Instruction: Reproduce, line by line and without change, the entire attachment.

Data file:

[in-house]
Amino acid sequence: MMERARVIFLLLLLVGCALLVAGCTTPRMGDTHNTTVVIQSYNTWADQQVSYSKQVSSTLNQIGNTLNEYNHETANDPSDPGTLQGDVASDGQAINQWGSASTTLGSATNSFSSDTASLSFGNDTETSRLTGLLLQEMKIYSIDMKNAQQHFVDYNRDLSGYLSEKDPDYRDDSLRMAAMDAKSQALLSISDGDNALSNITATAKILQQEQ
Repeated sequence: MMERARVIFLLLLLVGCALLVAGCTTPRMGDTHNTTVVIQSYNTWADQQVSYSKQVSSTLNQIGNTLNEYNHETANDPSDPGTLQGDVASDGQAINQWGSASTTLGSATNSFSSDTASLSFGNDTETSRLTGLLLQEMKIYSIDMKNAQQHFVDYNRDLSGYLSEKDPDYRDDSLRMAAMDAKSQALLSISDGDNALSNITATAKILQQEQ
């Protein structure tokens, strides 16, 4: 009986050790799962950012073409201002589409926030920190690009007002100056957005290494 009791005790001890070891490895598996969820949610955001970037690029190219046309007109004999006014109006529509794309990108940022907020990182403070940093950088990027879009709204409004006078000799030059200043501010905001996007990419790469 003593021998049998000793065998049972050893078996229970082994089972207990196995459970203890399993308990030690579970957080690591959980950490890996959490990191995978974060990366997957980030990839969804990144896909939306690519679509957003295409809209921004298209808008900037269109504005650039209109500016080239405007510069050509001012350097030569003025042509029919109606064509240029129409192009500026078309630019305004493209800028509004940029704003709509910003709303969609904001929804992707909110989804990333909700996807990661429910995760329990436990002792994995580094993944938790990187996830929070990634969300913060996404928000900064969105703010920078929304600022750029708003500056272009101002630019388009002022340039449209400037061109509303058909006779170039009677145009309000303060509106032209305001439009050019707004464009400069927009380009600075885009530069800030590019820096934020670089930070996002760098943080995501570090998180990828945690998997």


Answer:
[in-house]
Amino acid sequence: MMERARVIFLLLLLVGCALLVAGCTTPRMGDTHNTTVVIQSYNTWADQQVSYSKQVSSTLNQIGNTLNEYNHETANDPSDPGTLQGDVASDGQAINQWGSASTTLGSATNSFSSDTASLSFGNDTETSRLTGLLLQEMKIYSIDMKNAQQHFVDYNRDLSGYLSEKDPDYRDDSLRMAAMDAKSQALLSISDGDNALSNITATAKILQQEQ
Repeated sequence: MMERARVIFLLLLLVGCALLVAGCTTPRMGDTHNTTVVIQSYNTWADQQVSYSKQVSSTLNQIGNTLNEYNHETANDPSDPGTLQGDVASDGQAINQWGSASTTLGSATNSFSSDTASLSFGNDTETSRLTGLLLQEMKIYSIDMKNAQQHFVDYNRDLSGYLSEKDPDYRDDSLRMAAMDAKSQALLSISDGDNALSNITATAKILQQEQ
């Protein structure tokens, strides 16, 4: 009986050790799962950012073409201002589409926030920190690009007002100056957005290494 009791005790001890070891490895598996969820949610955001970037690029190219046309007109004999006014109006529509794309990108940022907020990182403070940093950088990027879009709204409004006078000799030059200043501010905001996007990419790469 003593021998049998000793065998049972050893078996229970082994089972207990196995459970203890399993308990030690579970957080690591959980950490890996959490990191995978974060990366997957980030990839969804990144896909939306690519679509957003295409809209921004298209808008900037269109504005650039209109500016080239405007510069050509001012350097030569003025042509029919109606064509240029129409192009500026078309630019305004493209800028509004940029704003709509910003709303969609904001929804992707909110989804990333909700996807990661429910995760329990436990002792994995580094993944938790990187996830929070990634969300913060996404928000900064969105703010920078929304600022750029708003500056272009101002630019388009002022340039449209400037061109509303058909006779170039009677145009309000303060509106032209305001439009050019707004464009400069927009380009600075885009530069800030590019820096934020670089930070996002760098943080995501570090998180990828945690998997």